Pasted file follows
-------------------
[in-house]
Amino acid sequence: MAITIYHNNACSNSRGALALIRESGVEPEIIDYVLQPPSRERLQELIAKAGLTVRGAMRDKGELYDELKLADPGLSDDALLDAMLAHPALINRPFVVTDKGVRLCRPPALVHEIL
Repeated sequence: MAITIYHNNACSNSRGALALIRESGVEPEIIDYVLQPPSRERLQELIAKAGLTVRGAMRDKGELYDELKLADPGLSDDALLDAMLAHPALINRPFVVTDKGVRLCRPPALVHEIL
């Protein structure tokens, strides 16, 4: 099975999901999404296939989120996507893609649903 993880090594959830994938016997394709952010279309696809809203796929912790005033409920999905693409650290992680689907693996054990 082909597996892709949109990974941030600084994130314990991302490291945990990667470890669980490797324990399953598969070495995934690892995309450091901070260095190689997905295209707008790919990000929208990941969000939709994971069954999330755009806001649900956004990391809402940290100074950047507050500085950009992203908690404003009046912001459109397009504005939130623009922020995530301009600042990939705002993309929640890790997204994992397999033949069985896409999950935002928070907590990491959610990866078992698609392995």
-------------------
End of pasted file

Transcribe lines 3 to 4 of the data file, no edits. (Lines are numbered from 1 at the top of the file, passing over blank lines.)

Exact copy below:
Repeated sequence: MAITIYHNNACSNSRGALALIRESGVEPEIIDYVLQPPSRERLQELIAKAGLTVRGAMRDKGELYDELKLADPGLSDDALLDAMLAHPALINRPFVVTDKGVRLCRPPALVHEIL
């Protein structure tokens, strides 16, 4: 099975999901999404296939989120996507893609649903 993880090594959830994938016997394709952010279309696809809203796929912790005033409920999905693409650290992680689907693996054990 082909597996892709949109990974941030600084994130314990991302490291945990990667470890669980490797324990399953598969070495995934690892995309450091901070260095190689997905295209707008790919990000929208990941969000939709994971069954999330755009806001649900956004990391809402940290100074950047507050500085950009992203908690404003009046912001459109397009504005939130623009922020995530301009600042990939705002993309929640890790997204994992397999033949069985896409999950935002928070907590990491959610990866078992698609392995």